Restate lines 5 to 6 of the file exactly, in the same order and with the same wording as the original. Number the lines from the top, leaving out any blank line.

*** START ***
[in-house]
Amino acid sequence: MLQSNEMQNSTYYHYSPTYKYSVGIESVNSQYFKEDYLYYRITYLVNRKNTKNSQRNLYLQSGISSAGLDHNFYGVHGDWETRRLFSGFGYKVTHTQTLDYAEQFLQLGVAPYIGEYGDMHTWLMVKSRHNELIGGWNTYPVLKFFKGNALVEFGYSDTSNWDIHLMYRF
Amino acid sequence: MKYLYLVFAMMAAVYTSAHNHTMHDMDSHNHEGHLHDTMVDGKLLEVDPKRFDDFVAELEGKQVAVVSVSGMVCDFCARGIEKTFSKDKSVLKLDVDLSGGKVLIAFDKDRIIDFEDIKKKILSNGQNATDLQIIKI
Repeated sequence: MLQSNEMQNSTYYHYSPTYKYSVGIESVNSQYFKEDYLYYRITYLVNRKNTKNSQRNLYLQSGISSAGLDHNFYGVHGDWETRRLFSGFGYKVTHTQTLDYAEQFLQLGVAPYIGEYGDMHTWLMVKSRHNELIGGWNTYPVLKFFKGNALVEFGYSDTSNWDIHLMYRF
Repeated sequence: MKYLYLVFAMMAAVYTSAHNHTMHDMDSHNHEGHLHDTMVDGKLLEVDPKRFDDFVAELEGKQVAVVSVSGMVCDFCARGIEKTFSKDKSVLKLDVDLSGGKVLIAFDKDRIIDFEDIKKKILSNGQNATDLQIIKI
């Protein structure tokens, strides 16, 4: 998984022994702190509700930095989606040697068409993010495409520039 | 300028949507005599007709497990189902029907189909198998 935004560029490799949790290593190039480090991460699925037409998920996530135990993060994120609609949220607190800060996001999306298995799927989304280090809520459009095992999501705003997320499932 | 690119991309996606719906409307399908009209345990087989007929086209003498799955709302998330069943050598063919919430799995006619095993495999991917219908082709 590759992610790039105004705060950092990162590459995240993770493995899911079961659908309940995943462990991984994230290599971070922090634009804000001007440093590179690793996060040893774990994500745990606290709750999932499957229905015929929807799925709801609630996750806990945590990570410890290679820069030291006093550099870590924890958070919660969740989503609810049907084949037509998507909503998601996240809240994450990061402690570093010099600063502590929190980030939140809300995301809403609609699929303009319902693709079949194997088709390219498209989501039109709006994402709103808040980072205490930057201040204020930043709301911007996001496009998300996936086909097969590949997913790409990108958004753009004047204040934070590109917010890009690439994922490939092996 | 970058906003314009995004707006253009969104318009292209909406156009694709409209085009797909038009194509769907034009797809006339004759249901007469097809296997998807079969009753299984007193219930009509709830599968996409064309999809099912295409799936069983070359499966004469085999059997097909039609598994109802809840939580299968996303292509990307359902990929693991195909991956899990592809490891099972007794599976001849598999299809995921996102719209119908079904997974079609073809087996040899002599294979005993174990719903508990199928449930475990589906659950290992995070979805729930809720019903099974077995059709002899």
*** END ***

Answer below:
Repeated sequence: MKYLYLVFAMMAAVYTSAHNHTMHDMDSHNHEGHLHDTMVDGKLLEVDPKRFDDFVAELEGKQVAVVSVSGMVCDFCARGIEKTFSKDKSVLKLDVDLSGGKVLIAFDKDRIIDFEDIKKKILSNGQNATDLQIIKI
């Protein structure tokens, strides 16, 4: 998984022994702190509700930095989606040697068409993010495409520039 | 300028949507005599007709497990189902029907189909198998 935004560029490799949790290593190039480090991460699925037409998920996530135990993060994120609609949220607190800060996001999306298995799927989304280090809520459009095992999501705003997320499932 | 690119991309996606719906409307399908009209345990087989007929086209003498799955709302998330069943050598063919919430799995006619095993495999991917219908082709 590759992610790039105004705060950092990162590459995240993770493995899911079961659908309940995943462990991984994230290599971070922090634009804000001007440093590179690793996060040893774990994500745990606290709750999932499957229905015929929807799925709801609630996750806990945590990570410890290679820069030291006093550099870590924890958070919660969740989503609810049907084949037509998507909503998601996240809240994450990061402690570093010099600063502590929190980030939140809300995301809403609609699929303009319902693709079949194997088709390219498209989501039109709006994402709103808040980072205490930057201040204020930043709301911007996001496009998300996936086909097969590949997913790409990108958004753009004047204040934070590109917010890009690439994922490939092996 | 970058906003314009995004707006253009969104318009292209909406156009694709409209085009797909038009194509769907034009797809006339004759249901007469097809296997998807079969009753299984007193219930009509709830599968996409064309999809099912295409799936069983070359499966004469085999059997097909039609598994109802809840939580299968996303292509990307359902990929693991195909991956899990592809490891099972007794599976001849598999299809995921996102719209119908079904997974079609073809087996040899002599294979005993174990719903508990199928449930475990589906659950290992995070979805729930809720019903099974077995059709002899």